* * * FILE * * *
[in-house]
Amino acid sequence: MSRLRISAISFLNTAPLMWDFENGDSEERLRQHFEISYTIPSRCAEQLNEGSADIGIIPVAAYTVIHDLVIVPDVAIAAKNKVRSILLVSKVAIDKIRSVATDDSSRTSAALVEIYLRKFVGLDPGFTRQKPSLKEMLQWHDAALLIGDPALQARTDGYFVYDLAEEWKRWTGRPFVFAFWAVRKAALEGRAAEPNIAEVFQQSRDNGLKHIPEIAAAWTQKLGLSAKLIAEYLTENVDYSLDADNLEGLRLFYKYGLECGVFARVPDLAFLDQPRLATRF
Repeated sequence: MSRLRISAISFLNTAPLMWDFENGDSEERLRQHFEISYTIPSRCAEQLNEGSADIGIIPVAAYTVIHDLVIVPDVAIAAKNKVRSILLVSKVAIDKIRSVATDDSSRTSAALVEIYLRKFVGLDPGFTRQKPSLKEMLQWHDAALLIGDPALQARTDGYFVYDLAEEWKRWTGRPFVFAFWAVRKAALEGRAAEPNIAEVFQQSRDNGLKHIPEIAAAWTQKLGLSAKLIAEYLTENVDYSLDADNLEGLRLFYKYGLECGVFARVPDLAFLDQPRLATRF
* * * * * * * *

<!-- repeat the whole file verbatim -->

[in-house]
Amino acid sequence: MSRLRISAISFLNTAPLMWDFENGDSEERLRQHFEISYTIPSRCAEQLNEGSADIGIIPVAAYTVIHDLVIVPDVAIAAKNKVRSILLVSKVAIDKIRSVATDDSSRTSAALVEIYLRKFVGLDPGFTRQKPSLKEMLQWHDAALLIGDPALQARTDGYFVYDLAEEWKRWTGRPFVFAFWAVRKAALEGRAAEPNIAEVFQQSRDNGLKHIPEIAAAWTQKLGLSAKLIAEYLTENVDYSLDADNLEGLRLFYKYGLECGVFARVPDLAFLDQPRLATRF
Repeated sequence: MSRLRISAISFLNTAPLMWDFENGDSEERLRQHFEISYTIPSRCAEQLNEGSADIGIIPVAAYTVIHDLVIVPDVAIAAKNKVRSILLVSKVAIDKIRSVATDDSSRTSAALVEIYLRKFVGLDPGFTRQKPSLKEMLQWHDAALLIGDPALQARTDGYFVYDLAEEWKRWTGRPFVFAFWAVRKAALEGRAAEPNIAEVFQQSRDNGLKHIPEIAAAWTQKLGLSAKLIAEYLTENVDYSLDADNLEGLRLFYKYGLECGVFARVPDLAFLDQPRLATRF